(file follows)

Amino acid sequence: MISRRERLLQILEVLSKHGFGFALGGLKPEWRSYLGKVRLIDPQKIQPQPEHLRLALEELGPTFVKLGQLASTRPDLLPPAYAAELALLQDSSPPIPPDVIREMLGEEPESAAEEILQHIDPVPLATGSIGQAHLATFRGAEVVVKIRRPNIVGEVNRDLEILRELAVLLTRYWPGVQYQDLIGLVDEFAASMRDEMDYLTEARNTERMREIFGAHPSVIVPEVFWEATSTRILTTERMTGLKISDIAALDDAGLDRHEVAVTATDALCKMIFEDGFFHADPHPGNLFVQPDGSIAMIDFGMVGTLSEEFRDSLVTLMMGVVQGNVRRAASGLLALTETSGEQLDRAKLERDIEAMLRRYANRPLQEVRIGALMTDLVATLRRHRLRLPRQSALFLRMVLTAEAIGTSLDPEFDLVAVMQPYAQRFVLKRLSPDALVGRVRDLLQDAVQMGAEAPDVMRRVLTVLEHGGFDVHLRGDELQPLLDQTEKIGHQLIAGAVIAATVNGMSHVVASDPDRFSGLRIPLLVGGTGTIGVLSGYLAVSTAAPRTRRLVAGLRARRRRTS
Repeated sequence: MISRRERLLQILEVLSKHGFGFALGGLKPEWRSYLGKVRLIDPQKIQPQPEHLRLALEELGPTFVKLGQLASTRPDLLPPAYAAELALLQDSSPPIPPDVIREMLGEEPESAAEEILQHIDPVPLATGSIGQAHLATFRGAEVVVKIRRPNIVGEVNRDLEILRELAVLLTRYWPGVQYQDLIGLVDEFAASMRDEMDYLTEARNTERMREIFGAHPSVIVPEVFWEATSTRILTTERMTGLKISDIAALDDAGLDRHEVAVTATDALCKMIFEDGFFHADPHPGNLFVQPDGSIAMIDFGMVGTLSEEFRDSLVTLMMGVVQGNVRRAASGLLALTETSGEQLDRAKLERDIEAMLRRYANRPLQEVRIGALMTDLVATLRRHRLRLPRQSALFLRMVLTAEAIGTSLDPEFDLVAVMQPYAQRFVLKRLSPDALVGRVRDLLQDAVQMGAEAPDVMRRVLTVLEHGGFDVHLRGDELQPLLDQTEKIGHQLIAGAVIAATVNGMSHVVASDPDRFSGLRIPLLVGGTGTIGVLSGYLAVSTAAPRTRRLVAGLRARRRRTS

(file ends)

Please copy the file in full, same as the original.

Amino acid sequence: MISRRERLLQILEVLSKHGFGFALGGLKPEWRSYLGKVRLIDPQKIQPQPEHLRLALEELGPTFVKLGQLASTRPDLLPPAYAAELALLQDSSPPIPPDVIREMLGEEPESAAEEILQHIDPVPLATGSIGQAHLATFRGAEVVVKIRRPNIVGEVNRDLEILRELAVLLTRYWPGVQYQDLIGLVDEFAASMRDEMDYLTEARNTERMREIFGAHPSVIVPEVFWEATSTRILTTERMTGLKISDIAALDDAGLDRHEVAVTATDALCKMIFEDGFFHADPHPGNLFVQPDGSIAMIDFGMVGTLSEEFRDSLVTLMMGVVQGNVRRAASGLLALTETSGEQLDRAKLERDIEAMLRRYANRPLQEVRIGALMTDLVATLRRHRLRLPRQSALFLRMVLTAEAIGTSLDPEFDLVAVMQPYAQRFVLKRLSPDALVGRVRDLLQDAVQMGAEAPDVMRRVLTVLEHGGFDVHLRGDELQPLLDQTEKIGHQLIAGAVIAATVNGMSHVVASDPDRFSGLRIPLLVGGTGTIGVLSGYLAVSTAAPRTRRLVAGLRARRRRTS
Repeated sequence: MISRRERLLQILEVLSKHGFGFALGGLKPEWRSYLGKVRLIDPQKIQPQPEHLRLALEELGPTFVKLGQLASTRPDLLPPAYAAELALLQDSSPPIPPDVIREMLGEEPESAAEEILQHIDPVPLATGSIGQAHLATFRGAEVVVKIRRPNIVGEVNRDLEILRELAVLLTRYWPGVQYQDLIGLVDEFAASMRDEMDYLTEARNTERMREIFGAHPSVIVPEVFWEATSTRILTTERMTGLKISDIAALDDAGLDRHEVAVTATDALCKMIFEDGFFHADPHPGNLFVQPDGSIAMIDFGMVGTLSEEFRDSLVTLMMGVVQGNVRRAASGLLALTETSGEQLDRAKLERDIEAMLRRYANRPLQEVRIGALMTDLVATLRRHRLRLPRQSALFLRMVLTAEAIGTSLDPEFDLVAVMQPYAQRFVLKRLSPDALVGRVRDLLQDAVQMGAEAPDVMRRVLTVLEHGGFDVHLRGDELQPLLDQTEKIGHQLIAGAVIAATVNGMSHVVASDPDRFSGLRIPLLVGGTGTIGVLSGYLAVSTAAPRTRRLVAGLRARRRRTS